Tuesday, March 24, 2015

A to Z Theme Reveal - A Novel Theme

Seriously I did some sort of bloghop A-Z theme reveal a couple of years ago but I am a bit out of touch with all of the blogishphere these days.



Still I have seen a few posts about the A-Z theme reveal and I thought it was high time to post as I have no theme to reveal really after doing music and animals in the past. This year's is far more exciting and ambitious. I will be writing a mini novel with one chapter every day. In many ways this is a lot more difficult than a theme and, although, I have done some forward planning I still feel the cold chill of A approaching me fast on April Fool's Day. It's less a clarion call to action that the mocking bells on the toe of a court jester but, nevertheless, it's coming at me fast.

My novel is about a troubled young man called Campbell who finds himself alone and adrift in the heart of Europe. It's about what he does next and his troubled relationship with his cousin Monty who is successful in everything he does - and knows it. In short, the type of cousin we love to hate. In order to find out if he gets one over his coz, you will have to read the whole thing, Come to think of it, I will have to write the while thing - not to mention thinking of a title. I have such trouble with titles.

Maybe it will come to me soon...but without further ado, it's time to lift the velvet curtain...

Monday, March 9, 2015

Stopping By Woods on a Snowy Evening

Recently I had a passing conversation about poetry with someone. Of course, it was on text. Aren't all conversations these days?

I inquired about a favorite poet and she said poems were just for weddings and funerals. I was rather shocked. Although Auden's poem from Four Weddings and a Funeral, did become rather famous, I have no intention of bowing to the trite notion that poetry is only for weddings and funerals and - heaven's forbid - Christenings.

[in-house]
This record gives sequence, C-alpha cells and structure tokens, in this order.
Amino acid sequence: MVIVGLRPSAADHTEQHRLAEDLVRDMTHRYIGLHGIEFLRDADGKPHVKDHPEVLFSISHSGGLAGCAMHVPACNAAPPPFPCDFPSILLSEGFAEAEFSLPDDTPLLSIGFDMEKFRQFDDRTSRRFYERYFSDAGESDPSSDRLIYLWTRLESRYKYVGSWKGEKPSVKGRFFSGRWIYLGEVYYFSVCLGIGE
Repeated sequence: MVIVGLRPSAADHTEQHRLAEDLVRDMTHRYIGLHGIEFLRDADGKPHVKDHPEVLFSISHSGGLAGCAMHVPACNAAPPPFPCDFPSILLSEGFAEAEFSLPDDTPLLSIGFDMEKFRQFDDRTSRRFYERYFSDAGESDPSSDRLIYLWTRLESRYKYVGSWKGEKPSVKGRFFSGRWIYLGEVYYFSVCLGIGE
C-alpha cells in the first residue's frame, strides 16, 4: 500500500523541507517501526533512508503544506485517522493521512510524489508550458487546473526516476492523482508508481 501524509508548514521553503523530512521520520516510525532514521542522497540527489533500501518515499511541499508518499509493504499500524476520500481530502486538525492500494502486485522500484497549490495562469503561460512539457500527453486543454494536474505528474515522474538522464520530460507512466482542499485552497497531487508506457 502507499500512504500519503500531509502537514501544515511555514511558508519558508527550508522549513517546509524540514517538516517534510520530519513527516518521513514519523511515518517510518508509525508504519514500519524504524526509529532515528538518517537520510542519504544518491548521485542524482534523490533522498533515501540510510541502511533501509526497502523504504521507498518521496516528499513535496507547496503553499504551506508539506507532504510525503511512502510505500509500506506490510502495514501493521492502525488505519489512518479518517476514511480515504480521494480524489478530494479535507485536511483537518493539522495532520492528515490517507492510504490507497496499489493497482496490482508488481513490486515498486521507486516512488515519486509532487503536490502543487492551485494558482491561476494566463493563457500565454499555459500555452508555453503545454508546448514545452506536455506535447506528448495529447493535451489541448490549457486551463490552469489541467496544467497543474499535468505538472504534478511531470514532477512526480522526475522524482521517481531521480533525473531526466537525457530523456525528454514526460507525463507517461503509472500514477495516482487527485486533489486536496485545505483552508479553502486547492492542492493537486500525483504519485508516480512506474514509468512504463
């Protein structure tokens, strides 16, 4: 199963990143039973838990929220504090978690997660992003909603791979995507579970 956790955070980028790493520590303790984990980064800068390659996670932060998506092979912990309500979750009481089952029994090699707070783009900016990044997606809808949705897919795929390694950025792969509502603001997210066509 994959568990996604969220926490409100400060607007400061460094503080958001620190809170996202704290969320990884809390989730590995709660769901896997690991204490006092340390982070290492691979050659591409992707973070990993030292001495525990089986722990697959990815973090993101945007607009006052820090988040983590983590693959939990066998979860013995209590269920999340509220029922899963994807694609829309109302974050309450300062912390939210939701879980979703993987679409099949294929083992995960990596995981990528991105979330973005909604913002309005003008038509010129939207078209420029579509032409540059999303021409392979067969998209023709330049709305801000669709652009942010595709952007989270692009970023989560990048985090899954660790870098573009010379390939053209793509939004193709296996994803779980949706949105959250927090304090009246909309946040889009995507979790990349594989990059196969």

The Dismal Swamp Canal (David Macaulay)


My notion that poetry is for everyday life may be as unfashionable as poetry itself but I stand by it. Poetry takes its rhythms from life and can enrich it. I say this even though I had little interested in getting my daughter, who is a voracious reader, to read The Stolen Child by William Butler Yeates. it's hard to convince a 10-year-old that the poets of yesteryear make the One Directions of today look like they are going the wrong way down a one way street.

During the recent snowfalls I stopped by the Dismal Swamp Canal just over the North Carolina border to take in the solitary, glittering world of the dark water as evening approached. It made by think of a poem by Robert Frost who once arrived at this forbidding wilderness to end his own life. However, something about the silent swamp made him change his mind.

Stopping By Woods on a Snowy Evening by Robert Frost


Whose woods these are I think I know.   
His house is in the village though;   
He will not see me stopping here   
To watch his woods fill up with snow.   

My little horse must think it queer   
To stop without a farmhouse near   
Between the woods and frozen lake   
The darkest evening of the year.   

He gives his harness bells a shake   
To ask if there is some mistake.   
The only other sound’s the sweep   
Of easy wind and downy flake.   

The woods are lovely, dark and deep,   
But I have promises to keep,   
And miles to go before I sleep,   
And miles to go before I sleep.